Parts of North Carolina's new voting law, considered one of the toughest in the nation, were set aside for next month's elections because they were likely to disenfranchise black voters, a federal appeals court panel ruled Wednesday.
In a 2-1 ruling, the 4th U.S. Circuit Court of Appeals suspended provisions of the Republican-backed law that would have eliminated same-day registration during early voting and voided ballots cast on Nov. 4 outside of a person's assigned precinct.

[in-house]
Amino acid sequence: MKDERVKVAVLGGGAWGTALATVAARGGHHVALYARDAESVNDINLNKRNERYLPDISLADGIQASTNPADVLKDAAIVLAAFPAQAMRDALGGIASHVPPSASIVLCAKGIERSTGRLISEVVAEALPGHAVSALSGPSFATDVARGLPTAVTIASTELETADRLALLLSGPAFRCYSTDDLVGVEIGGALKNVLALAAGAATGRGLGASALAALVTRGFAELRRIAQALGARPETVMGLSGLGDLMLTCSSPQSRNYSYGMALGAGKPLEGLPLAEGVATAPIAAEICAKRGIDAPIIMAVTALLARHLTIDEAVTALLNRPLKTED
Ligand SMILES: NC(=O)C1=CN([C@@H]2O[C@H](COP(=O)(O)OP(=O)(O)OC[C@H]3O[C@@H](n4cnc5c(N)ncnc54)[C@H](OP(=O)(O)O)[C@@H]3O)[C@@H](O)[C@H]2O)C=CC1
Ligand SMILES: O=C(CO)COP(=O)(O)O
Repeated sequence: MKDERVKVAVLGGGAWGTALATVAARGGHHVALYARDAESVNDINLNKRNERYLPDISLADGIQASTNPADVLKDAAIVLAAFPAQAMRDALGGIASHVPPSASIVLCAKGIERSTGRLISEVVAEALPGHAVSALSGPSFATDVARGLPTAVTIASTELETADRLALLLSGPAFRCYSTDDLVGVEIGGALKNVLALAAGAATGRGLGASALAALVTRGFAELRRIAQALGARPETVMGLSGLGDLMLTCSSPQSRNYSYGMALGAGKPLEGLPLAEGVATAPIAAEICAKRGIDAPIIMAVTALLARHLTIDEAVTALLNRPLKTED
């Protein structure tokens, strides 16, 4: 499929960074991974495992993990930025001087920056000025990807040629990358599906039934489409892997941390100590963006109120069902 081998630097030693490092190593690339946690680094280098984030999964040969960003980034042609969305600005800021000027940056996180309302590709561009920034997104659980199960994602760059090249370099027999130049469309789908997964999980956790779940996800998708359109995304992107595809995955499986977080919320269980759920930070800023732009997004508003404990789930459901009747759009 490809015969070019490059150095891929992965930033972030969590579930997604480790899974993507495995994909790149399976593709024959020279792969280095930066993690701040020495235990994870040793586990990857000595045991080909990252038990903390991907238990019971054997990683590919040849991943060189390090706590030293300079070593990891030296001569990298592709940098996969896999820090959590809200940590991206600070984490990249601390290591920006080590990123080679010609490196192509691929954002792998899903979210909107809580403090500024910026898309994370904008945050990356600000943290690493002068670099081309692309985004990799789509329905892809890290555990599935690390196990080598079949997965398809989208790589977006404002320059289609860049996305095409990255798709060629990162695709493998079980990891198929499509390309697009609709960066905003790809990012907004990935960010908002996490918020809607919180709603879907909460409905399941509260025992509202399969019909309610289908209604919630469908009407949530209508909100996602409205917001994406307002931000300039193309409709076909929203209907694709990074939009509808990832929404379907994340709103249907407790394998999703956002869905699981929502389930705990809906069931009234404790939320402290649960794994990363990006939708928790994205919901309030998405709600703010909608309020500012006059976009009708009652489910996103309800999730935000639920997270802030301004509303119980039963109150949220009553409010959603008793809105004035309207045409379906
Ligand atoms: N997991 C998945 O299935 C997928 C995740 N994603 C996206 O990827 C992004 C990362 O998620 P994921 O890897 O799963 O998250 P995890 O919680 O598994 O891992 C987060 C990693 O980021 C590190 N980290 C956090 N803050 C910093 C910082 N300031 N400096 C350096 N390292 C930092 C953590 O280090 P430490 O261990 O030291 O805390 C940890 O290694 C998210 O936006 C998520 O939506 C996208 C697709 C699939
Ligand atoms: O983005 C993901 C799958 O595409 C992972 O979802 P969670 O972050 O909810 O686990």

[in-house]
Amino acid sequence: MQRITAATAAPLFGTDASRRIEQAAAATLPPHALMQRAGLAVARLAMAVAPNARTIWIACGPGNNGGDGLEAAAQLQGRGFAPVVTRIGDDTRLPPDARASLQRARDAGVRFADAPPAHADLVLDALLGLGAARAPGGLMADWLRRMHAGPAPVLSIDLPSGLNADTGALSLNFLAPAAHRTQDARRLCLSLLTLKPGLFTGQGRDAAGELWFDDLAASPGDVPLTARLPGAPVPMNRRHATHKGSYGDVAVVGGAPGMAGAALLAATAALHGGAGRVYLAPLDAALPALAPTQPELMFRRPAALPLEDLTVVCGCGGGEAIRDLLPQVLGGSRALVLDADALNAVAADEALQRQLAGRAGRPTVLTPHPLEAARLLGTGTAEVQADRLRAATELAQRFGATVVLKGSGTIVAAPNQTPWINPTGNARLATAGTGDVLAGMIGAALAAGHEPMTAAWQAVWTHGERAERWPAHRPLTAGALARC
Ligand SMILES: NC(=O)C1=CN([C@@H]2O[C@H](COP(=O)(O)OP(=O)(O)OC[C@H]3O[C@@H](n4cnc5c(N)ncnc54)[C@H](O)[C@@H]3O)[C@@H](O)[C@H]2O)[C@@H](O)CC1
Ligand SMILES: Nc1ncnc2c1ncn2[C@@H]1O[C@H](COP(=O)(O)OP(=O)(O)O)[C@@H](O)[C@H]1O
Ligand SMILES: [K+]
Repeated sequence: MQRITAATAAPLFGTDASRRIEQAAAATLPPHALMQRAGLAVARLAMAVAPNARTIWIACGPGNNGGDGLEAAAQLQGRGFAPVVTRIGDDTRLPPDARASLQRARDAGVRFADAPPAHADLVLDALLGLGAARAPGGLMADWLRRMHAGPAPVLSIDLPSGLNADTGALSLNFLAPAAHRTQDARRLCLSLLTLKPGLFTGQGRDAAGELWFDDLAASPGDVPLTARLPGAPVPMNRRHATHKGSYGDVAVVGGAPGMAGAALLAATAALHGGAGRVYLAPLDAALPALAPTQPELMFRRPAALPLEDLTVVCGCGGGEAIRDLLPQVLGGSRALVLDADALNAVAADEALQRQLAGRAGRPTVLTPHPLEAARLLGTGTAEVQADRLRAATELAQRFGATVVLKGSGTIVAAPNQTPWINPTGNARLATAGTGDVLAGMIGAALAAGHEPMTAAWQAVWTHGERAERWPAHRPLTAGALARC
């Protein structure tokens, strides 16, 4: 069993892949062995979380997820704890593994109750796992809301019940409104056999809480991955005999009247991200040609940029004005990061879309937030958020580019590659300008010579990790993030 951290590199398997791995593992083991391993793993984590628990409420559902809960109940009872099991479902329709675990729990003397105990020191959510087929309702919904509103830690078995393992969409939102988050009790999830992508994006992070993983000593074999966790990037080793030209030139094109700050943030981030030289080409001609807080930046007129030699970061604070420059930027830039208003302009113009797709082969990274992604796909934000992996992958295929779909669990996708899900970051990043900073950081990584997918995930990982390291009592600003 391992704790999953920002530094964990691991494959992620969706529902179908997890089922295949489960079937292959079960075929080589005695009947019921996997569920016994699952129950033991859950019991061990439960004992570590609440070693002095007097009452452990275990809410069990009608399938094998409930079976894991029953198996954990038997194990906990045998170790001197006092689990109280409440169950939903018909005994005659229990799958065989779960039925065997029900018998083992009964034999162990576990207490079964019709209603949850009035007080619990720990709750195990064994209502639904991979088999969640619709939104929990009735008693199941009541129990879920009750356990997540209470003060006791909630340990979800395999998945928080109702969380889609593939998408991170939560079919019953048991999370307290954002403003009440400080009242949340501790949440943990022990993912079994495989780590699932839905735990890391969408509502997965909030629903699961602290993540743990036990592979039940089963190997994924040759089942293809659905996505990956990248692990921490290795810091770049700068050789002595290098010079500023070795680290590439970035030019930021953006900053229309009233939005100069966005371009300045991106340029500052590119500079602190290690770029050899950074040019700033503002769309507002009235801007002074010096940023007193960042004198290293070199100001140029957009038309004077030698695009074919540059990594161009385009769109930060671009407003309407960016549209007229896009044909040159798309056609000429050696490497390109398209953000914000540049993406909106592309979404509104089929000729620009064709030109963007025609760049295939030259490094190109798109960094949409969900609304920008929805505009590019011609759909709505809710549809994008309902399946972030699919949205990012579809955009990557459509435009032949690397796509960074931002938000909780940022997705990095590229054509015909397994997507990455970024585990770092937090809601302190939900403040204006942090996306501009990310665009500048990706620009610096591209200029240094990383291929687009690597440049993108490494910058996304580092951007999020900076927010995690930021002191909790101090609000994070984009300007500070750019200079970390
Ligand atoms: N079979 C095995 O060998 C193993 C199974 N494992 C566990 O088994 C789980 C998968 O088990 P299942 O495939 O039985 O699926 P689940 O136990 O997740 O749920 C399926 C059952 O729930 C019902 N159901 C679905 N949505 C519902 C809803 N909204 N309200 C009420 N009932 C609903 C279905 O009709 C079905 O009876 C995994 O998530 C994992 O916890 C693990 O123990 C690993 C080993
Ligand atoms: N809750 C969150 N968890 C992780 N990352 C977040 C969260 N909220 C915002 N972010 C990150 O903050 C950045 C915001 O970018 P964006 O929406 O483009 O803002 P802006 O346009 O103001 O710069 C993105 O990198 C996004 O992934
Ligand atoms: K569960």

"Whether the number is 30 or 30,000, surely some North Carolina minority voters will be disproportionately adversely affected in the upcoming election," wrote Judge James Wynn, a former North Carolina Supreme Court justice. "Once the election occurs, there can be no do-over and no redress. The injury to these voters is real and completely irreparable if nothing is done to enjoin this law."